Eager to make people laugh and without disowning his past with Tricicle, Carles Sans celebrates being... alone at last! A sentiment that’s the name of his first solo performance, ‘¡Por fin solo!’, which will tour theatres across Spain.
The flight of the phoenix
At the Tokyo Olympics, Ray Zapata won the silver medal after a spectacular floor exercise. When the spotlights went out, the gymnast admits to feeling “burnt out.” To the point that he even considered quitting. After a long break, he came back willing to complete another Olympic cycle. Now, less than a year away from the Paris Olympics, the only thing on this Dominican-Spaniard’s mind is flying high again, why not?
Ray Zapata’s daughter wasn’t born with a silver spoon in her mouth, as the saying goes, but she did come with a silver medal around her neck. Her name, Olympia, was a premonition. “I wanted to dedicate an Olympic medal to her, so she was the motivation to get up every day to win it,” remembers Ray Zapata (Santo Domingo, 1993). Last August, fatherhood knocked on this gymnast’s door again. We don’t know if Kayro also comes with a medal, but, for now, according to this proud father, he’s helping him prepare for Paris: “We’ve been really lucky with Kayro because he’s a good sleeper and not a cry-baby.” Ray’s season, and that of the whole Spanish national team, hasn’t been easy. Last March, while travelling to Portugal for a championship, they were in a serious traffic accident. Joel Plata was the worst off and had to have his broken femur operated on. Despite this setback, which slowed down training, the Spanish national team managed to qualify for the Olympics at the recent World Artistic Gymnastics Championships in Antwerp. “We’ve achieved the hardest part, qualifying, so now we just need to put in the work with ambition, desire and enthusiasm,” Ray celebrates.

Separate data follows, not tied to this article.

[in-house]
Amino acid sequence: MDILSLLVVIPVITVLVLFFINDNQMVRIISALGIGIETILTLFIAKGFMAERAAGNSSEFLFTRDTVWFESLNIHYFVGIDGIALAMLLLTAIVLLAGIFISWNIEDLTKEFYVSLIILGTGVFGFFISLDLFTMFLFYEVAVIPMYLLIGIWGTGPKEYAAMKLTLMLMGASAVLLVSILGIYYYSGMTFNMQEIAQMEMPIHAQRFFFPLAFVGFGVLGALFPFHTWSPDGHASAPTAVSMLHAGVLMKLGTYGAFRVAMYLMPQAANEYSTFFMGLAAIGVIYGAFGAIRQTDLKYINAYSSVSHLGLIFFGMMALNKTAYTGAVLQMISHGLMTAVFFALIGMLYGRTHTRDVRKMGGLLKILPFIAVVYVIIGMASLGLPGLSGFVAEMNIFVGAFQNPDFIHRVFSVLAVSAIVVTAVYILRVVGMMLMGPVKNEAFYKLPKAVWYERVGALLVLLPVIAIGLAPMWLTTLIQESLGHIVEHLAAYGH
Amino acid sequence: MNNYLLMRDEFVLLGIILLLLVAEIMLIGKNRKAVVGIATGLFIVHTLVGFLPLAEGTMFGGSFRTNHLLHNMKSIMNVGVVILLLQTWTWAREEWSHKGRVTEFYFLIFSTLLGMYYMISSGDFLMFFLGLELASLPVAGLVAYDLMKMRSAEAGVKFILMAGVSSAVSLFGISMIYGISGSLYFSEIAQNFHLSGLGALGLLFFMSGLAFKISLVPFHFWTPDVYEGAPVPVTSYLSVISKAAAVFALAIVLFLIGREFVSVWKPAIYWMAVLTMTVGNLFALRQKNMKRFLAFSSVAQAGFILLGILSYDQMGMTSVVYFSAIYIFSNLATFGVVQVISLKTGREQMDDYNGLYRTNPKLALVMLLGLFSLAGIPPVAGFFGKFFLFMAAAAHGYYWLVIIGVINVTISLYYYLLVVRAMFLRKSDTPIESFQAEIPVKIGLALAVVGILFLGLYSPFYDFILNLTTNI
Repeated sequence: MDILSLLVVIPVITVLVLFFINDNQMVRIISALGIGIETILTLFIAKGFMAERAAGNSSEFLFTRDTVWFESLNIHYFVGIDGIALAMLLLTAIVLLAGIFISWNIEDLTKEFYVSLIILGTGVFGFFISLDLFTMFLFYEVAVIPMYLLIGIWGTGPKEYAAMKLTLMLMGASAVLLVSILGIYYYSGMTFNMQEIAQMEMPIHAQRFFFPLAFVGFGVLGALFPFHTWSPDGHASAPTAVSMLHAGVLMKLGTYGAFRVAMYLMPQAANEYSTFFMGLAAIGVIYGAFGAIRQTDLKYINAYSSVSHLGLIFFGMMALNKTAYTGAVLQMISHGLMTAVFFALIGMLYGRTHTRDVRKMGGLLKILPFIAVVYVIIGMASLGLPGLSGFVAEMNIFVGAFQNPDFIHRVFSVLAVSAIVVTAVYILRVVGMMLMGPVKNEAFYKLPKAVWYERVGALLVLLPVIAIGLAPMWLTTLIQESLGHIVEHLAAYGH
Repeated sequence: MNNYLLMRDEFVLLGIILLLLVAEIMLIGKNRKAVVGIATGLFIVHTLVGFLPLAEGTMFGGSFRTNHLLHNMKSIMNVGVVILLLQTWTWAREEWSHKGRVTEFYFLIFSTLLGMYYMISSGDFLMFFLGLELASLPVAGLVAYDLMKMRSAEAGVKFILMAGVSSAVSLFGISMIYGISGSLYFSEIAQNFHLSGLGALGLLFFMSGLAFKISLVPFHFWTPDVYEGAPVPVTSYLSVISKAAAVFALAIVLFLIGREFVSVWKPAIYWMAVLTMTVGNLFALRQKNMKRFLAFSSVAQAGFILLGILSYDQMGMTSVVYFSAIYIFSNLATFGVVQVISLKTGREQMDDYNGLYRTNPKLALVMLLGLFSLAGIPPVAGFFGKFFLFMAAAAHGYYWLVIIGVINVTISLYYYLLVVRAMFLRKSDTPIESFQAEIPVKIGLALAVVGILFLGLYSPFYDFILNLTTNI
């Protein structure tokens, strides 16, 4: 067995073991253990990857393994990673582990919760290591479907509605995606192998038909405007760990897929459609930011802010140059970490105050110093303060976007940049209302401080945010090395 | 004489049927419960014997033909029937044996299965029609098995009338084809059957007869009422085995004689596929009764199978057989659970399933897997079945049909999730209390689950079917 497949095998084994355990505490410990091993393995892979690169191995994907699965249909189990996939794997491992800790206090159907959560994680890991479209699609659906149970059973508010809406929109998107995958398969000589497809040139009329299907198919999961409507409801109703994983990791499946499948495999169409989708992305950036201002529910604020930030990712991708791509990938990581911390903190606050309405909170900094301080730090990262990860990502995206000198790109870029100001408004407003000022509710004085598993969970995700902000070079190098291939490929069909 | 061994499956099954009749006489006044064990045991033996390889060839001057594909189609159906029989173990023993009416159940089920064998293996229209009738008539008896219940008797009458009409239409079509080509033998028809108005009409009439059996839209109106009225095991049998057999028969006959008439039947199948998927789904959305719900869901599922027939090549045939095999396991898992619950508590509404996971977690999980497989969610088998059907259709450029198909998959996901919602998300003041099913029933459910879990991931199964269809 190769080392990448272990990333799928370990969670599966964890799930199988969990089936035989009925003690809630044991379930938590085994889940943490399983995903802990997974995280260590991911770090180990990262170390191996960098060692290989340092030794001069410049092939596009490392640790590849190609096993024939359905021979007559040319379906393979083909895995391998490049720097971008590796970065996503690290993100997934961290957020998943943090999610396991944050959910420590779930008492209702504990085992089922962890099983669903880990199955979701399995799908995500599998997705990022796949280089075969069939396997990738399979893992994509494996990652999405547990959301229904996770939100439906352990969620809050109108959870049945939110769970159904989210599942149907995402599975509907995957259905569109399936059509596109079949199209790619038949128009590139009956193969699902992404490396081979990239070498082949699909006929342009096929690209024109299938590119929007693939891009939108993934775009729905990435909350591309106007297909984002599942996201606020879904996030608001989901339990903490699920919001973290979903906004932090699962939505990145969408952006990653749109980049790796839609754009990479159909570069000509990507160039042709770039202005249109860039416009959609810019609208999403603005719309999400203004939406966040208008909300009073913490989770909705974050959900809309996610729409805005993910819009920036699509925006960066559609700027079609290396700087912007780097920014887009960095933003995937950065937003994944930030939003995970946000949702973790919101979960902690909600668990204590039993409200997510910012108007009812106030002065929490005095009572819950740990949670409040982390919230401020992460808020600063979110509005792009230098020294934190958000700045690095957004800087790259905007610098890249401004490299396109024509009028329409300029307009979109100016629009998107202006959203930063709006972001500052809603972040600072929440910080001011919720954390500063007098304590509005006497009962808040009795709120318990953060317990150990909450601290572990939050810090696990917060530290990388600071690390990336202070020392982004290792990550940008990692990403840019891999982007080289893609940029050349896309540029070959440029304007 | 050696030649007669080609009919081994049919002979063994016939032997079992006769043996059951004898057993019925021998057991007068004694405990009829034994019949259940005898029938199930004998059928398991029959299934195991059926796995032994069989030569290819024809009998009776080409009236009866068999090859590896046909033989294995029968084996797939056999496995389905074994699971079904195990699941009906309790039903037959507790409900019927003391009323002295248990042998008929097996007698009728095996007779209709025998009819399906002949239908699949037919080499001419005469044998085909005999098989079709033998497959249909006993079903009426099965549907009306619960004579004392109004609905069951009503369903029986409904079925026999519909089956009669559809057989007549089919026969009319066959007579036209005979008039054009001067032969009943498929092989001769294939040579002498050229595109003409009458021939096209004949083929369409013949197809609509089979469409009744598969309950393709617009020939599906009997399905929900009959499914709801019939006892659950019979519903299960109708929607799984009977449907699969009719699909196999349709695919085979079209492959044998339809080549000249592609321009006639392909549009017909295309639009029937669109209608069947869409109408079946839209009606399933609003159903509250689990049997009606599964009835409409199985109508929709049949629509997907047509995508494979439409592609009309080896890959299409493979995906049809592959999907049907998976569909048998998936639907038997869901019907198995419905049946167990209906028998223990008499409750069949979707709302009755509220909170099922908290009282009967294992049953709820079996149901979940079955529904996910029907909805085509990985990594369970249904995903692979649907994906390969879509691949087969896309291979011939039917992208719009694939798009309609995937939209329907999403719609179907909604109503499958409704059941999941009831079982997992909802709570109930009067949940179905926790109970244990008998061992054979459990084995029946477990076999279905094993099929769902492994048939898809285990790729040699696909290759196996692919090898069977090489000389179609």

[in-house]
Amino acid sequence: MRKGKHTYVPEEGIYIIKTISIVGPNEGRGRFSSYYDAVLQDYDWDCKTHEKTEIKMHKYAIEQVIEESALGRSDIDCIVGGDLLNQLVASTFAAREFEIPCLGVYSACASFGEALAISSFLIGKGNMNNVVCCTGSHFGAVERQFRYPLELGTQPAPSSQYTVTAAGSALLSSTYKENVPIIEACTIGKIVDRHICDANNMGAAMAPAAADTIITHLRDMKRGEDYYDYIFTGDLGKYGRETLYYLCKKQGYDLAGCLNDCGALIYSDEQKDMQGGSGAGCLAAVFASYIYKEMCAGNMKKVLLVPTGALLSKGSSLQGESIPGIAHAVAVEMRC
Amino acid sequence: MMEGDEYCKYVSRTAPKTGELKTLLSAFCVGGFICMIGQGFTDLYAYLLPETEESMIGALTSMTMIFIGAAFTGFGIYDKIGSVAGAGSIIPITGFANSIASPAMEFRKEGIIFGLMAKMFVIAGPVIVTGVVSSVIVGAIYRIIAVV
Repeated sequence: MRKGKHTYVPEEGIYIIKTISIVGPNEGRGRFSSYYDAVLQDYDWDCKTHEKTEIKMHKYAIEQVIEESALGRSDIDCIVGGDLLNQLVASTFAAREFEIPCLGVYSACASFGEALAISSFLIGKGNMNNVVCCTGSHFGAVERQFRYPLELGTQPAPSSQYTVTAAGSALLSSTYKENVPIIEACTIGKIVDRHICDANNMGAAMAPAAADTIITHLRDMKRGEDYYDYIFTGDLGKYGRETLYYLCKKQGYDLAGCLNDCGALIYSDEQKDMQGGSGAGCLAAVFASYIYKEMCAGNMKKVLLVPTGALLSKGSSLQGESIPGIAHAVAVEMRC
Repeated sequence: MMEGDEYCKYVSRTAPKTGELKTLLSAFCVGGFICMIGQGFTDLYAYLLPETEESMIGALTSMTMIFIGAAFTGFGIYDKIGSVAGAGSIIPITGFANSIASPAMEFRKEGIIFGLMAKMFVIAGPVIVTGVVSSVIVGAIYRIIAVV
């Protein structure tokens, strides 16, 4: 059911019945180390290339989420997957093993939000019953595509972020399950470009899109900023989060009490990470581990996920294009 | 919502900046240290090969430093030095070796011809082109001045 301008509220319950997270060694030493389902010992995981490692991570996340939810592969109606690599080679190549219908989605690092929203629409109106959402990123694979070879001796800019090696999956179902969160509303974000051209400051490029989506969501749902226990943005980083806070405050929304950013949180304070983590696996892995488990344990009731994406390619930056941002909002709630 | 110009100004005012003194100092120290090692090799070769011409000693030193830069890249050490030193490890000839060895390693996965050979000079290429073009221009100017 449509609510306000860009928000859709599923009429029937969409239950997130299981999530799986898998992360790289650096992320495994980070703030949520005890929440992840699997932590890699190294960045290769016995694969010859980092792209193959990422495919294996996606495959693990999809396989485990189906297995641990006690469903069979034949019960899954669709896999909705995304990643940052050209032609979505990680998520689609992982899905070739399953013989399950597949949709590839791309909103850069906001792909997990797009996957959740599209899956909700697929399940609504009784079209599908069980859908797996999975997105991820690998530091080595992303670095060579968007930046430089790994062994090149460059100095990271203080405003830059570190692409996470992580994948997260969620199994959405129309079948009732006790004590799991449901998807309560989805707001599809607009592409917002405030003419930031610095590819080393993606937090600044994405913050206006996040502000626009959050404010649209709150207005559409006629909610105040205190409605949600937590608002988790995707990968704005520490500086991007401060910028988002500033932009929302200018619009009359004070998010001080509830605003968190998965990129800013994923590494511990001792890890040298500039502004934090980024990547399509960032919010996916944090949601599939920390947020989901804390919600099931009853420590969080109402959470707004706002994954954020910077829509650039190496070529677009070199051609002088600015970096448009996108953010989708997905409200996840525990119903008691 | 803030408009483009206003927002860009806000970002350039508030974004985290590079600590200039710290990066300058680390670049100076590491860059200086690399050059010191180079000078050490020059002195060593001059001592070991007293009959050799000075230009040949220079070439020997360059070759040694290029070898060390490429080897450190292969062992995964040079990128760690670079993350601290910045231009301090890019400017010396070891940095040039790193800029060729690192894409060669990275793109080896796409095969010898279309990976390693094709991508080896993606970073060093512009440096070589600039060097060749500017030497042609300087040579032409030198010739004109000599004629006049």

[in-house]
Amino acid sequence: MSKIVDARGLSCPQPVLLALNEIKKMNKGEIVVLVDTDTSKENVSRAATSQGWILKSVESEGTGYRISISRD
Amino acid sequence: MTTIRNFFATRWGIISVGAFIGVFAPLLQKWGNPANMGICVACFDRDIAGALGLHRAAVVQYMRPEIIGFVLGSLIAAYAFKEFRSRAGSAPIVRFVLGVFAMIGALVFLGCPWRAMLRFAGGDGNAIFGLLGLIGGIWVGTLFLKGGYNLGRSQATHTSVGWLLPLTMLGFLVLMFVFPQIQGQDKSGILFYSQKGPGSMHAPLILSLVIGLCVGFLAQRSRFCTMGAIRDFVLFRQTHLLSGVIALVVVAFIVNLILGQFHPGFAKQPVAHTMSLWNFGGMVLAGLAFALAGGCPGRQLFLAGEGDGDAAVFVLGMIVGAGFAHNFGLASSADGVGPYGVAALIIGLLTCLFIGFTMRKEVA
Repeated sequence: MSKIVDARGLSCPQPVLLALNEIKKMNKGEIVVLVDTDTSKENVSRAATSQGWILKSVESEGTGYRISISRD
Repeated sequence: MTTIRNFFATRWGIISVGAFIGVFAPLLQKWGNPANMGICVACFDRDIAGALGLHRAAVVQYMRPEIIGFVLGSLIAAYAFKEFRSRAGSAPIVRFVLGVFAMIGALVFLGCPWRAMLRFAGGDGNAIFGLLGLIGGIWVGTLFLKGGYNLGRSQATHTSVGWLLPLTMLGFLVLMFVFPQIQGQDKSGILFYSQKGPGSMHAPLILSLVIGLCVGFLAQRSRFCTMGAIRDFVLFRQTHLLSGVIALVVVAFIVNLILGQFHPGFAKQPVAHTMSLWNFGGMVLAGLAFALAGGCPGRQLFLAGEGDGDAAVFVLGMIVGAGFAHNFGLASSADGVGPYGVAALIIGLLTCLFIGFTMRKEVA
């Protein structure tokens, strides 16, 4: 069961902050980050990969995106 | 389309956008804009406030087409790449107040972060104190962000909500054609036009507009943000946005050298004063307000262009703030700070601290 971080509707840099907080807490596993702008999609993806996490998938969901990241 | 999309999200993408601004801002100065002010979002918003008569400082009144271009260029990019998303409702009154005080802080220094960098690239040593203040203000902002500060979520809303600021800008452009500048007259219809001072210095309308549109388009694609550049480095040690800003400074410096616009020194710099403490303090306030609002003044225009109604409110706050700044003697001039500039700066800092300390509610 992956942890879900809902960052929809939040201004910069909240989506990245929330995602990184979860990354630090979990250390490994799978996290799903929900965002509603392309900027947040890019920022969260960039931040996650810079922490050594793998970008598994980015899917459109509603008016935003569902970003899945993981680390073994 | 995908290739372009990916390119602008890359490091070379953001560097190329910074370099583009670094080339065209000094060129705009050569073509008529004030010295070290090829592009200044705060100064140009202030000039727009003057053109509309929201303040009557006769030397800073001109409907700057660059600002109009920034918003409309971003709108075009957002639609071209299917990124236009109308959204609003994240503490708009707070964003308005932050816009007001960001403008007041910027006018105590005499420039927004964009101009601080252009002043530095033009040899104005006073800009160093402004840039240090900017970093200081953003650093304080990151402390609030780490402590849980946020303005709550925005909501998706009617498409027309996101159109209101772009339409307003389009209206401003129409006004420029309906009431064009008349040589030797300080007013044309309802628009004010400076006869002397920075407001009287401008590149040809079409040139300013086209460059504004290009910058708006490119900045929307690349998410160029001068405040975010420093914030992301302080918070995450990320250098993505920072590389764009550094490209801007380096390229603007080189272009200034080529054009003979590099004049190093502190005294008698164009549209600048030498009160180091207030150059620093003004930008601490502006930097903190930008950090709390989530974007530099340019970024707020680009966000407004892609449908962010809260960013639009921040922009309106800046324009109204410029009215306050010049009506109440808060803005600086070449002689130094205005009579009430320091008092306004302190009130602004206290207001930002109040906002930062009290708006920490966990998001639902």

What’s your take on the World Championships in Antwerp, where the Spanish national team qualified for the upcoming Olympics?
As a team, we were quite chilled because we knew we’d qualify. Before, we used to feel more doubtful, so that’s a win. Our goal was to reach the team final, but we were out by four tenths of a second. This year, we’ve had a few setbacks: the accident in Portugal or badly timed injuries. Personally, my father almost died. All these details can affect your position in a competition.
Did the accident you had on the way to Portugal affect your training a lot?
Yes, and not just physically. Psychologically, it also makes you reconsider things; experiencing such a dangerous situation changes your perspective. I already used to enjoy what I do every day, but now even more so. However, sport isn’t the be all and end all. If you don’t train one day because you’re tired, it doesn’t matter; that doesn’t make you a better or worse athlete. If a training session isn’t going to be productive, instead of being upset at the gym and overthinking, it’s better to spend the day with your family. We need to give ourselves some slack and not be so tough on ourselves.
“If I win another silver, I won’t complain, but I’m working towards winning the gold. I have the potential and the drive. Let’s do it!”
In Antwerp, Simon Biles returned to the World Championships. And she came back with a bang: four golds and one silver. In your experience, how important is mental health in sport?
Mental health is essential to achieve success in sport. I can be quite moody and, sometimes, I get caught up in negative thoughts that my therapist pulls apart with a couple of phrases. The role of psychologists is really important when working on self-confidence. And not only in terms of sport, they also help with personal situations because both planes need to be aligned.